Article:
... The type of cell death seen in cultured cancer cells following exposure to high concentrations of AA remains controversial. While some of the studies reported that apoptotic cell death is induced by treatment with AA [15,[23][24][25][26][27], some other studies reported that the AA-induced cell death is a caspase-independent event [5,[28][29][30][31][32][33]. Recently, the role of autophagy in AA-induced cell death has also been suggested [5,19,34]. ...
Article
Full-text available
The present study investigates the anticancer effect of ascorbate in MIA-PaCa-2 human pancreatic cancer cells using both in vitro and in vivo models, with a focus on assessing the role of oxidative stress and autophagy as important mechanistic elements in its anticancer actions. We showed that ascorbate suppresses the growth of human pancreatic cancer cells via the induction of oxidative stress and caspase-independent cell death. Ascorbate induces the formation of autophagosomes and the presence of autophagy inhibitors suppresses ascorbate-induced cell death. These data suggest that the induction of autophagosome formation contributes to ascorbate-induced pancreatic cancer cell death. Georg Thieme Verlag KG Stuttgart · New York.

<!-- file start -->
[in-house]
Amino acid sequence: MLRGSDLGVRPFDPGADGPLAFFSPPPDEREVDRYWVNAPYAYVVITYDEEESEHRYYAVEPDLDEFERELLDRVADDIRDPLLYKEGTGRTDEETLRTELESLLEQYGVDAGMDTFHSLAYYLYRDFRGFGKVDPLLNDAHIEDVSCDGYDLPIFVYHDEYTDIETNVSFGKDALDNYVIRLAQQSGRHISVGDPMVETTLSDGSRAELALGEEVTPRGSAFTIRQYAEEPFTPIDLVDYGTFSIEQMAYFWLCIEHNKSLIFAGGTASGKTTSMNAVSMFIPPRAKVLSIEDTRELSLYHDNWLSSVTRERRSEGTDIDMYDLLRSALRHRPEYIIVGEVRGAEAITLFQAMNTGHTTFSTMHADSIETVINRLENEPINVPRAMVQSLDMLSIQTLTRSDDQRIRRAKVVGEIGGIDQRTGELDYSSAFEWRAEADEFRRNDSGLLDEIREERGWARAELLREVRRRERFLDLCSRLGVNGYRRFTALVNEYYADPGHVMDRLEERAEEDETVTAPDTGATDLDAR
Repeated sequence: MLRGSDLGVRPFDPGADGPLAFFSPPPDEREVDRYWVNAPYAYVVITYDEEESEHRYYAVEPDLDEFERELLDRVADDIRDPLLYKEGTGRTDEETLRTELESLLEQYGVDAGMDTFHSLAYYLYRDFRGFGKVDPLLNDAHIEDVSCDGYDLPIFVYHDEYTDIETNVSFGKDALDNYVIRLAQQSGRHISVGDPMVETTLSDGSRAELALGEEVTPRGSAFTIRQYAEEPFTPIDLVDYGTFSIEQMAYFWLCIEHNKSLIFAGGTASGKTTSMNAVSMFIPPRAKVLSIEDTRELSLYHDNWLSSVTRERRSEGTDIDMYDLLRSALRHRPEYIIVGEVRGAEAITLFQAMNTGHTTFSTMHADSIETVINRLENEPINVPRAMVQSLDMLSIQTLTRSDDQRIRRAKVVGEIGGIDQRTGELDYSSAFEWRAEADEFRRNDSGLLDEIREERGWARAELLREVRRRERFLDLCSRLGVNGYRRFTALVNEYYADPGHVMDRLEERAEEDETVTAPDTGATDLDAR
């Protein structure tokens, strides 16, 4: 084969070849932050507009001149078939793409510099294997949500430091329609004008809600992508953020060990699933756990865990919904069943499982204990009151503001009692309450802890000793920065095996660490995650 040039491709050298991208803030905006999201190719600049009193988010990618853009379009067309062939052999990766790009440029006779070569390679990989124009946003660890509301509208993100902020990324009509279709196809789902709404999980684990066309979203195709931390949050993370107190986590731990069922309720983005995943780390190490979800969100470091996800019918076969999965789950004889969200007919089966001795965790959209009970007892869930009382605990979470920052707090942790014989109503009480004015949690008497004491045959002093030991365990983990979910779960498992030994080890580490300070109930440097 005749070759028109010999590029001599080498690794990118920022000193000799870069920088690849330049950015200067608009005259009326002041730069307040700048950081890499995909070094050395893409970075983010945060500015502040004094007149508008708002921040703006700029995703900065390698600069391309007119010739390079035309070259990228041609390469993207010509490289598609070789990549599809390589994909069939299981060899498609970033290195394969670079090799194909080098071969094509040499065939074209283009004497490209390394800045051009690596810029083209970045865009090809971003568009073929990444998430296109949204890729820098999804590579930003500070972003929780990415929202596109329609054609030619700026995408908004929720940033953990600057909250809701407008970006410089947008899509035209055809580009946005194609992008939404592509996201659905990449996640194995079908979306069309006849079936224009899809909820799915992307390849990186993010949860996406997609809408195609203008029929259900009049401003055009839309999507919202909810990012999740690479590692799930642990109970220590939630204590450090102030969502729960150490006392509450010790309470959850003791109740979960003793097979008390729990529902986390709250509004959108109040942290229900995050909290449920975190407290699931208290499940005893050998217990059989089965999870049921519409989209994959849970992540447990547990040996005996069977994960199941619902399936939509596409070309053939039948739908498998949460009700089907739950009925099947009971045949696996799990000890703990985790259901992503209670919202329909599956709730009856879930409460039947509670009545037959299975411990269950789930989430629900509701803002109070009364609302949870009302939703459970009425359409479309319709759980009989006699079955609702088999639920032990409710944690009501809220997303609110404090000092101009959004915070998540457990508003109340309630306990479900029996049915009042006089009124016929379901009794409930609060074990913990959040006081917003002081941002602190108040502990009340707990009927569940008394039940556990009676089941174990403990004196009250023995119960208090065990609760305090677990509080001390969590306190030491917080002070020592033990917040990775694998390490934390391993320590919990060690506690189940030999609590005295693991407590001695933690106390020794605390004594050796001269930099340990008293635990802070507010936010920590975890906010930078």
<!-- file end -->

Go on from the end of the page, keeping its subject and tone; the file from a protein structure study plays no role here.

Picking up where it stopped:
... In addition, Fe(II) catalyzes the formation of OH • and OH − during the interaction between H2O2 and O2 •− (Haber-Weiss reaction) ( Figure 1) [75]. Ascorbate can efficiently reduce free iron, thus recycling the cellular Fe(II)/Fe(III) to produce more OH • from H2O2 than can be generated during the Fenton reaction, which ultimately leads to lipid, protein, and DNA oxidation [76][77][78]. It is worth noting that ascorbate recycling across the cell membrane might boost Vit-C-stimulated iron absorption from low-molecular-weight ironcitrate complexes. ...
... Cancers with high amounts of iron might be more susceptible to mega-dose Vit-C than non-cancer cells, because they may produce higher amounts of H2O2 and OH • via LIP. Other studies found that higher levels of ROS inside mitochondrial lung cells, glioblastoma, and gastric tumor cells increased the amount of LIP inside the cells through transferrin receptor (TfR); thus, enhancing the tumor cell susceptibility to Vit-C [78]. This correlation may explain why the co-delivery of Prussian blue and Vit-C managed to suppress the formation of peroxide and obliterate the anti-cancer activity of Vit-C [99]. ...